However there was something that might prove a stumbling block to the ministry. It was the fact that Timothy was uncircumcised. That did not matter in the case of those Gentiles who accompanied Paul. They were expected to be uncircumcised. But Timothy was half Jewish. His situation would raise unneeded questions. And so, Paul takes him and circumcises him.

Paul had resisted circumcising Titus, a Greek, because to do so would have been to act contrary to the gospel of grace. It would have made it look as though circumcision was necessary to salvation.

But not even Titus who was with me, though he was a Greek, was compelled to be circumcised. But it was because of the false brethren who had sneaked in to spy out our liberty which we have in Christ Jesus, in order to bring us into bondage. But we did not yield in subjection to them for even an hour, so that the truth of the gospel might remain with you. (Galatians 2:3-5).

Titus was used by Paul as a test case. He served as Paulís proof that a Christian can be filled with the Spirit and yet not be circumcised. Paul and his companions were firm in their stand against the pressure of those who tried to make circumcision a requirement of Christianity. This was not an issue on which they could compromise. The truth of the gospel was at stake. If Titus were to submit to the rite of circumcision, then this action would make it seem as though circumcision was a necessary part of salvation.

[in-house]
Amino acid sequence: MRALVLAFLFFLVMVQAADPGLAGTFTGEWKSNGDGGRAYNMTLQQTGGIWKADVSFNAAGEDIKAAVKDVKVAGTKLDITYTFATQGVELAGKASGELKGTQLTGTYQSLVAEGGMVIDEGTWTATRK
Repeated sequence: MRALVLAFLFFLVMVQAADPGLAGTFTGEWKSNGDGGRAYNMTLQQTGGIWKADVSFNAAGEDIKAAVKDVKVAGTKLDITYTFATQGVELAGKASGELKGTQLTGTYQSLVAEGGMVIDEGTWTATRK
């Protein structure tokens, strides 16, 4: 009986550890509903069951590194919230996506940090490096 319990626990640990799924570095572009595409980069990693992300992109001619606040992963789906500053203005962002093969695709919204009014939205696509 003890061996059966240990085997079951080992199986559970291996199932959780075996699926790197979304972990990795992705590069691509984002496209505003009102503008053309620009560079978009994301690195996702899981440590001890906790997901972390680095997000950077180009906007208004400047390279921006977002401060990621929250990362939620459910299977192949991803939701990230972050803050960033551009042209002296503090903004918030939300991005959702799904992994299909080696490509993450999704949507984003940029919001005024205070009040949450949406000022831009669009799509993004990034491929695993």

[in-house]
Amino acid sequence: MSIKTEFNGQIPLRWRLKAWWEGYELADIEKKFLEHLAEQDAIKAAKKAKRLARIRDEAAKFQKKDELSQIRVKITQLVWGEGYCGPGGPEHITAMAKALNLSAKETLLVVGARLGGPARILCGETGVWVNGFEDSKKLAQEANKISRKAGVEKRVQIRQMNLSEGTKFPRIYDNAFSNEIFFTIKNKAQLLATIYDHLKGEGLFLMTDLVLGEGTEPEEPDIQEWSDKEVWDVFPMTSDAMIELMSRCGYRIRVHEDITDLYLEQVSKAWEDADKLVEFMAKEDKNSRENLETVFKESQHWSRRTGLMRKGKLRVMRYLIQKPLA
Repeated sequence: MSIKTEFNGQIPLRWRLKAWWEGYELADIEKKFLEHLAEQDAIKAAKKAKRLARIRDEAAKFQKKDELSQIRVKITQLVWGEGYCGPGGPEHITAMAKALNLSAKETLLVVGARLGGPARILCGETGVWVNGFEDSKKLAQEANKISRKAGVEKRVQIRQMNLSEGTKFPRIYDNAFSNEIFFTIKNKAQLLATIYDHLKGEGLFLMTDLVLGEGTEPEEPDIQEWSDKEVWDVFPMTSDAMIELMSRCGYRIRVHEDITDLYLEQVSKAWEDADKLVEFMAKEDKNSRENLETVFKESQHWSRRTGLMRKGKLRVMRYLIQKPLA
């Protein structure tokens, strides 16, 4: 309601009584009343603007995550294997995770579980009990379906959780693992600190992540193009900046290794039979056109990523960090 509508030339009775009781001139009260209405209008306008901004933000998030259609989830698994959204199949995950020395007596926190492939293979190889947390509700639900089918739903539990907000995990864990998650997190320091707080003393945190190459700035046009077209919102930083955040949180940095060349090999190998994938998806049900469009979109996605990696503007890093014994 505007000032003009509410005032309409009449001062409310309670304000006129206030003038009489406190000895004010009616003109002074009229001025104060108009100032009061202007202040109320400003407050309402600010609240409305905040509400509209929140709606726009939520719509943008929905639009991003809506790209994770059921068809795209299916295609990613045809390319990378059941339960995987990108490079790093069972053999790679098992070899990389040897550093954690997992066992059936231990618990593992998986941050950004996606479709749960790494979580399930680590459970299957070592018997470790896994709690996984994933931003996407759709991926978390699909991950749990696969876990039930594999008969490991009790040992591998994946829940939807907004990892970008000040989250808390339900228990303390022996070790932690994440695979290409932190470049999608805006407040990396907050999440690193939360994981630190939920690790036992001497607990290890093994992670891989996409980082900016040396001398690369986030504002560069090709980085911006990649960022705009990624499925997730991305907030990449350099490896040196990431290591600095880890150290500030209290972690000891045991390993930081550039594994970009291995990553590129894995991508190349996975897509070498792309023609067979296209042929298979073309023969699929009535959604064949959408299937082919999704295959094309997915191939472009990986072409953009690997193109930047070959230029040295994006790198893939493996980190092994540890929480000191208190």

Salvation through faith alone is at stake. Paulís gospel is on trial. Paul was not unmovable because his personal reputation might be at stake or because he simply wanted to have his own way. He refused to yield because the truth of the gospel was in the balance.

On the other hand, Timothyís circumcision did not take place because anyone was denying the validity of Timothyís relationship with God. His circumcision would serve to eliminate the attention of people to his particular situation. Paul wanted nothing that would detract the attention of people from the gospel.


4 Now while they were passing through the cities, they were delivering the decrees, which had been decided upon by the apostles and elders who were in Jerusalem, for them to observe. 5 So the churches were being strengthened in the faith, and were increasing in number daily. (Acts 16:4-5).

What were the "decrees" that Paul and Silas were delivering to the churches? They were the decrees that had been determined at the Jerusalem council back in Acts 15. These were some of the essentials that had been decided upon by the entire church. They were things that were used to unite the church.